Last year, the Today show celebrated Tao Porchon-Lynch for inspiring others with her verve for life. At ninety-six years of age, she is recognized by Guinness World Records as the oldest yoga teacher and still going strong. Yoga Journal quotes her as saying "I don't want to know what I can't do. I'm only interested in what I can do."
Mental Floss Magazine likewise inspired with its article entitled "10 People Who Switched Careers After 50 (and Thrived!)." Writer Ethan Trex waxed poetic about the accomplishments of seniors such as Colonel Sanders, Tim and Nina Zagat, Ronald Reagan and Laura Ingalls Wilder. Business Insider's Richard Feloni urged readers that it's never too late to follow one's dream, citing exemplars such as Vera Wang, Julia Child, Henry Ford, Grandma Moses and Taikichiro Mori in "20 People Who Became Highly Successful After Age 40."
Hollywood appears poised to convey a similar message about the advantages of wisdom and experience for those who are no longer twenty-one. In "The Intern," Robert De Niro plays a seventy year old widower who is not ready to retire. An ex-sales and marketing executive, his character joins a start-up company as an intern to the CEO and quickly grabs the hearts and minds of his younger co-workers. In "A Walk in the Woods," Robert Redford and Nick Nolte are septuagenarians whose characters are based on the bestselling book by Bill Bryson. They hike the Appalachian Trail, rekindle their friendship, evade grizzly bears and remember how nice it is to keep trying to challenge one's self. In "I'll See You In My Dreams," Blythe Danner discovers romance and purpose past sixty.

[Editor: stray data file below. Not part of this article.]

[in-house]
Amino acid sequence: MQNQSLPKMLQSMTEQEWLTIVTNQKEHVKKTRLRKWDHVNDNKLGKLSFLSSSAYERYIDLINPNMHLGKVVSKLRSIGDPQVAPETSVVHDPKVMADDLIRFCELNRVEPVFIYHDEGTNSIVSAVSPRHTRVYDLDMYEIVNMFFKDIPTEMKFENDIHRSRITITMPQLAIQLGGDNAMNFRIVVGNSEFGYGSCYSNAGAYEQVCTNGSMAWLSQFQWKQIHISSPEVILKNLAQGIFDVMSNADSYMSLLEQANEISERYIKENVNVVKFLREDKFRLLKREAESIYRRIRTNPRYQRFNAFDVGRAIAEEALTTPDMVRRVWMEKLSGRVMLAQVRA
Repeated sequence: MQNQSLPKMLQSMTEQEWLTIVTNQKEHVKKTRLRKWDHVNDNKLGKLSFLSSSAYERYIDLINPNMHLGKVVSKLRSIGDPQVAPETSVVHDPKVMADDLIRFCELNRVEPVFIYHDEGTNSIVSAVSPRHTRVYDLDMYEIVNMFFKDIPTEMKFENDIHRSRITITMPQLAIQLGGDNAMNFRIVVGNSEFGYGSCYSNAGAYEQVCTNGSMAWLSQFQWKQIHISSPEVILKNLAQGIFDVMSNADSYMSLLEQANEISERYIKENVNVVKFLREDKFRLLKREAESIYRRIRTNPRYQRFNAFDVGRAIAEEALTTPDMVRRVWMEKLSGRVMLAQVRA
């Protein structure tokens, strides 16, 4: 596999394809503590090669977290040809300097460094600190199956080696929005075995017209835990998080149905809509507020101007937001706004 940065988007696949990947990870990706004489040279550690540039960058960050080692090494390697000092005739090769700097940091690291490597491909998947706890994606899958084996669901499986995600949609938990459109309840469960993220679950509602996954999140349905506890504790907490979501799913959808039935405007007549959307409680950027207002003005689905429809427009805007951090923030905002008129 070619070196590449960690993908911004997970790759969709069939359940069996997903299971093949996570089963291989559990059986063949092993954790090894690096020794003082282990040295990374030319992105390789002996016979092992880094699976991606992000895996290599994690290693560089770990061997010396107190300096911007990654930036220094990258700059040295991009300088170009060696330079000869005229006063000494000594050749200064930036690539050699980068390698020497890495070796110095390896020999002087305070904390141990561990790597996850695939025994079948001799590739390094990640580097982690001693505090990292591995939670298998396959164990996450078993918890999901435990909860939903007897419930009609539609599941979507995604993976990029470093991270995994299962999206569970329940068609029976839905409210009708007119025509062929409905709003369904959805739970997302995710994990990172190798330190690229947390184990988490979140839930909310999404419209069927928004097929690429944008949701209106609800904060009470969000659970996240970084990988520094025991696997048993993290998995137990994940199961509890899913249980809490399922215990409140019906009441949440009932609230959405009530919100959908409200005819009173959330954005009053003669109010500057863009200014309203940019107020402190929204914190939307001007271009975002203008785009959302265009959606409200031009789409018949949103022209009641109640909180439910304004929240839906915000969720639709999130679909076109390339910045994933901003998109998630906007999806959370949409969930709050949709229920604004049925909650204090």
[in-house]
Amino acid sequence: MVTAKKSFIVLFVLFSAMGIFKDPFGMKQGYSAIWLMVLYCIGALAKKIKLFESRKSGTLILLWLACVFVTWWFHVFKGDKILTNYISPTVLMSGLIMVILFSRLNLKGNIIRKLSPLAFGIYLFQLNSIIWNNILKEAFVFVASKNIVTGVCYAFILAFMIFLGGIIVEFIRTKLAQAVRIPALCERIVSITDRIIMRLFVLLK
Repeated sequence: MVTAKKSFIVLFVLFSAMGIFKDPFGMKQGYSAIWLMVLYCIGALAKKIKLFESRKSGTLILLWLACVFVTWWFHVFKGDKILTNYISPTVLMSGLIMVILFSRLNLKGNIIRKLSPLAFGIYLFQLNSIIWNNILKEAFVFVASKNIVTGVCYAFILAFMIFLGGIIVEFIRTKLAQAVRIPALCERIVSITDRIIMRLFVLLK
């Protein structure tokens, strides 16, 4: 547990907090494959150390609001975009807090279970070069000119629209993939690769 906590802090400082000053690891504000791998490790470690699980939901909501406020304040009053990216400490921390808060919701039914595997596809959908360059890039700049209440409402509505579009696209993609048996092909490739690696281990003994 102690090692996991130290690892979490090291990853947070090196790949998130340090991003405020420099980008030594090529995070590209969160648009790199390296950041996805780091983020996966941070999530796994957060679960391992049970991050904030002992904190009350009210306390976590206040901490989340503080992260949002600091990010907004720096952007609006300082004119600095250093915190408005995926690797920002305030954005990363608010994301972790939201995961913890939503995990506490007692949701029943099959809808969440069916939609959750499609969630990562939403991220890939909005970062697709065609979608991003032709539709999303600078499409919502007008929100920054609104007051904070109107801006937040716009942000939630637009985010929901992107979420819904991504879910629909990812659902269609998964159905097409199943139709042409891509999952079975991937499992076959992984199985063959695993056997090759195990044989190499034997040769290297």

The implication seems to be that many individuals around the world prefer to keep working. According to the UK newspaper, the Daily Mail, "One in 20 people still have a job when they're over 70 - a figure that has doubled in the past decade..." USA Today's Rodney Brooks interviewed various individuals who extolled the virtues of never retiring, even though they could afford to stop working. In some cases, the goal was to try something altogether different.
George Burns "began a solo career when he was nearly 80." Although he missed his engagement to perform in London on his centennial birthday by a matter of months, he urged people to keep in mind that "You can't help getting older, but you don't have to get old."
With that truism in mind, one cannot forget that it takes money to:
- Retire early;
- Forego the salary and benefits of a steady job to tackle something new like start a company; and/or
- Live large on a fixed income only.
For some individuals, the gap between one's retirement piggybank and monetary requirements is a reason to return to the workplace or never exit in the first place. For others, there is a true passion to stay in the game, whether that entails work, volunteering or something else. Most people strive for the ability to choose. That in turn requires a commitment early on, and thereafter, to identify, measure and effectively mitigate retirement portfolio risks.